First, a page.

5 striking things about Athens
You arrive in Athens, this city you’ve heard so much about but have never before visited. On the taxi ride from the airport, you gaze out the window, yearning to explore this new place, your new home. By the time you arrive you jump out of the cab, immediately taking in the city’s sights, sounds, and atmosphere. But what exactly does this entail? Logan Noe compiles a list of the five most striking things about Athens for newcomers to the city.
In any unfamiliar city, on that first walk down the street, certain things really stand out. In Athens, this list includes the orange trees that grow… everywhere. Right through the middle of the sidewalk. On the divider in the middle of the road. All along the narrow side streets. Suddenly this city has mysteries: where did the orange trees come from? Who planted them? Are the oranges safe to eat, and is picking them even allowed? You know you’ll find the answers to these questions eventually. You even know that, in a few weeks, you won’t notice anymore how unique it is to have orange trees growing all over a city. But on that first walk, the orange trees are nothing short of enchanting.
You see the first one. Then a second, a third… and maybe you start thinking that Athenians just have a thing for cats. But by ten, or fifteen, or twenty, you decide you’ve seen more cats than normal, for any city. Instinctively, you approach one, wanting to see if it will let you pet it – and then you stop. What if it bites you? What if it carries diseases? And what do these cats eat anyways? You snap a picture of the furry white creature instead, and pass at least ten more on the walk home.
Yes, all cities have graffiti – but Athens is different. The graffiti is everywhere, throughout the city, on all types of surfaces and walls, in all different colours. You don’t see any signs of effort to remove it, like the shiny new paint in otherwise historic neighborhoods that you’ve noticed in other cities. And it doesn’t seem contained to any particular area of the city; wealth and tourist appeal seem to have less of an effect here on the volume of paint on the walls. Like the orange trees, you know that in a week or so the graffiti will fade into the background of your new city and merely become part of the backdrop of your life. But right now, these walls feel like Athens’ defining characteristic.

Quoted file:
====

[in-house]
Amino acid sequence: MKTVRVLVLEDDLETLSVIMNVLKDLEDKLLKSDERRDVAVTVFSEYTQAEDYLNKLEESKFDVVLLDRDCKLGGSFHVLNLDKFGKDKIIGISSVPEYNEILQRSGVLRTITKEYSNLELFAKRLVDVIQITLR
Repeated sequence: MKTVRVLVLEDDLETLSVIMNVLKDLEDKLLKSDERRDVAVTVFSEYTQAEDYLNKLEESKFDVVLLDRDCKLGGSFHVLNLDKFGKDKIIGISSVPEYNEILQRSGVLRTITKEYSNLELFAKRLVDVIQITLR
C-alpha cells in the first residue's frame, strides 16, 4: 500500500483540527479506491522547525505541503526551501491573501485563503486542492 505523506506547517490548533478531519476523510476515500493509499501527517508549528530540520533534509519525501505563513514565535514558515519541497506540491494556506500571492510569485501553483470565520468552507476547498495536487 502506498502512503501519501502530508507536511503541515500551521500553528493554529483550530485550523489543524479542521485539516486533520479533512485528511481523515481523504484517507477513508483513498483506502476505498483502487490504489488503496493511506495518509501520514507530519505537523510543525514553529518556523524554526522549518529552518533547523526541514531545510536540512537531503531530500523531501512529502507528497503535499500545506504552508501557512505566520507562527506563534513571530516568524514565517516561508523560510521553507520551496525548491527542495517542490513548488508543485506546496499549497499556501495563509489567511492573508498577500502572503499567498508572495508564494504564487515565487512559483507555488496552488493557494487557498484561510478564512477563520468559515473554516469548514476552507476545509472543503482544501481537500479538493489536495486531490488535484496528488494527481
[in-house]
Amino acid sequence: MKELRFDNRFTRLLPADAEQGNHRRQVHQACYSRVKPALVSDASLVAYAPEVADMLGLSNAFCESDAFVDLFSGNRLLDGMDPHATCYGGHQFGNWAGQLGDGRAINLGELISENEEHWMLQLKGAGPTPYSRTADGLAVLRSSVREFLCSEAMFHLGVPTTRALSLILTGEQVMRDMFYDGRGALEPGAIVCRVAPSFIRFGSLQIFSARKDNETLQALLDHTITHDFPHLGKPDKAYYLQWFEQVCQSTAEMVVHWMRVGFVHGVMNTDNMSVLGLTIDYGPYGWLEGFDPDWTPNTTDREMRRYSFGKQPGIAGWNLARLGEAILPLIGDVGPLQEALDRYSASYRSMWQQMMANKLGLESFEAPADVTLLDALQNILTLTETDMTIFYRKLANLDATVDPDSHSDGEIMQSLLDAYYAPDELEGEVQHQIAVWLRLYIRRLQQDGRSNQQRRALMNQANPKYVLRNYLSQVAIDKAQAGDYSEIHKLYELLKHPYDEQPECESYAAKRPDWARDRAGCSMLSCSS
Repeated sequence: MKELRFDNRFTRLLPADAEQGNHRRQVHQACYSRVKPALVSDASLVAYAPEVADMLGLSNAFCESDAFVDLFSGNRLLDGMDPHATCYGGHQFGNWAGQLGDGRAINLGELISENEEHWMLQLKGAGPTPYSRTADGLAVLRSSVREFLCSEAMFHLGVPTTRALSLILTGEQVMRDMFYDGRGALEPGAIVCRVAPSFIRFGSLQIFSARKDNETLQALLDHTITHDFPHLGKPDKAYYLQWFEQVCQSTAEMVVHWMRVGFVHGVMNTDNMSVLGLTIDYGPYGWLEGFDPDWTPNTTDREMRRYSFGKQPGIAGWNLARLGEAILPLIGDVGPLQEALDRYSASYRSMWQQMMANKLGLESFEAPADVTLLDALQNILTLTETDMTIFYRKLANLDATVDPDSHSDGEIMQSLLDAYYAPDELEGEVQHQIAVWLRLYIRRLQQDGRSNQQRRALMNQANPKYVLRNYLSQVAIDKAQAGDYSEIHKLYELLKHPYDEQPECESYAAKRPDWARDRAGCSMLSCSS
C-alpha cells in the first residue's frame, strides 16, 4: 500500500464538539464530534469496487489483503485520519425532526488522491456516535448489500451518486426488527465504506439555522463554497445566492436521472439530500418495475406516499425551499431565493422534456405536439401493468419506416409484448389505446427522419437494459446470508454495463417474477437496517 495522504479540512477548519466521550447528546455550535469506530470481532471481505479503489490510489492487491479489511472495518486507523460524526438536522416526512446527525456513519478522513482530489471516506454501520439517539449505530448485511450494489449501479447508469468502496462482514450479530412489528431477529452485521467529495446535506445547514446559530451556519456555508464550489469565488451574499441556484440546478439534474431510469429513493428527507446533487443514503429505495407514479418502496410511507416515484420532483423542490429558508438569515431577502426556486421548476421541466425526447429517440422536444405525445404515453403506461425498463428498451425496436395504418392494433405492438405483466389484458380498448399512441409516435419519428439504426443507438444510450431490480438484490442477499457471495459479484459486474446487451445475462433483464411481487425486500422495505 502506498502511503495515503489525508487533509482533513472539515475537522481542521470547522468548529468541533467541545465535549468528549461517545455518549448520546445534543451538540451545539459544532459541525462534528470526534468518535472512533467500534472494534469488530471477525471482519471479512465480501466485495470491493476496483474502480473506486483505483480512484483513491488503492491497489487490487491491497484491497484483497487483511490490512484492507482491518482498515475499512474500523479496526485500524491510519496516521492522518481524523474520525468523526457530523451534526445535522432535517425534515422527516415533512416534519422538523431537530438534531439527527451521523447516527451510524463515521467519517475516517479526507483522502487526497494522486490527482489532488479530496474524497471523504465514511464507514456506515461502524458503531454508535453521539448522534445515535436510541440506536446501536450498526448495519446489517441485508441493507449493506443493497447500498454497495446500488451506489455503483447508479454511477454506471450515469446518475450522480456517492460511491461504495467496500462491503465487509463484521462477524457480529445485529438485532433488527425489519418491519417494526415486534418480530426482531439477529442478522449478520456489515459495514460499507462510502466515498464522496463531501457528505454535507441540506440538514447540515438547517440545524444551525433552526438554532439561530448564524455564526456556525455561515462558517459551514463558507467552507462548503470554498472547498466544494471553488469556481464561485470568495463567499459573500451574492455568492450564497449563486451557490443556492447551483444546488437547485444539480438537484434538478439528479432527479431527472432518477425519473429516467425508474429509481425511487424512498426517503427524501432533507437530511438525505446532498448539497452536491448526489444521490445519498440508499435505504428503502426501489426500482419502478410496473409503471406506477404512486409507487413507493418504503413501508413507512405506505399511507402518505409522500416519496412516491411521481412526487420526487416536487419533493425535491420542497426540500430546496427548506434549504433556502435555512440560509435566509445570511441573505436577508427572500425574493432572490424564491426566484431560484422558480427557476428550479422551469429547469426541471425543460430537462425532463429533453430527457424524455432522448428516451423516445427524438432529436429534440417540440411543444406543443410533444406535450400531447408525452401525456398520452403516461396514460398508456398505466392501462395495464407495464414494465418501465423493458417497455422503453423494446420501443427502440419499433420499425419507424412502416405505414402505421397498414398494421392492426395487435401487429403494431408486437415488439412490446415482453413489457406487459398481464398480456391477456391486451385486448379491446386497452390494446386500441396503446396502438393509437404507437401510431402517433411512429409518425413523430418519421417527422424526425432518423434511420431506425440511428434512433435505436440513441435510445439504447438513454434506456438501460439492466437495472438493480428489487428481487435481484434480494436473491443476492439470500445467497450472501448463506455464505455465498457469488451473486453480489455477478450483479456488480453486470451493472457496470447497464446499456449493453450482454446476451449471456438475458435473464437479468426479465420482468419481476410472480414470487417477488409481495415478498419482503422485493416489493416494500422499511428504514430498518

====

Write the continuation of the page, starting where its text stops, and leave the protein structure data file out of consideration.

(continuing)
You’re walking down the street, heading downtown to meet your friend for dinner. Religiously following the directions from your Google Maps, you barely look up to cross the street when out of NOWHERE comes a motorcyclist, inches away from you. You’re shocked, appalled, thinking all kinds of incredulous thoughts about the man who didn’t even slow down for you when a CAR nearly comes barrelling towards you, also with no apparent signs of speed reduction or consideration for your health and well-being. Of course, your logical side tells you to quit your habit of J-walking. But you know that you could never give up the feeling of rebellious independence that comes from crossing busy streets whenever and wherever you like, and decide instead that you just need to work on your timing.
You knew they were a Greek thing. You knew they’d be here. You expected the stands along the road, the tiny shops, and the established place of the gyro on most menus. What you didn’t expect is the abundance of all these things. Everywhere you turn, you spot a place to buy a gyro. With French fries or without, wrapped up in a pita, skewered on a kabob… you quickly realize how unprepared you are to navigate this culinary scene. Not to mention that you know you need to try the lamb, chicken, and beef to decide which kind of meat you prefer – what kind of Athenian would you be without a preference? Very quickly you realize that, for the rest of your life, when people ask you what you ate in Athens, gyros will be at the top of the list.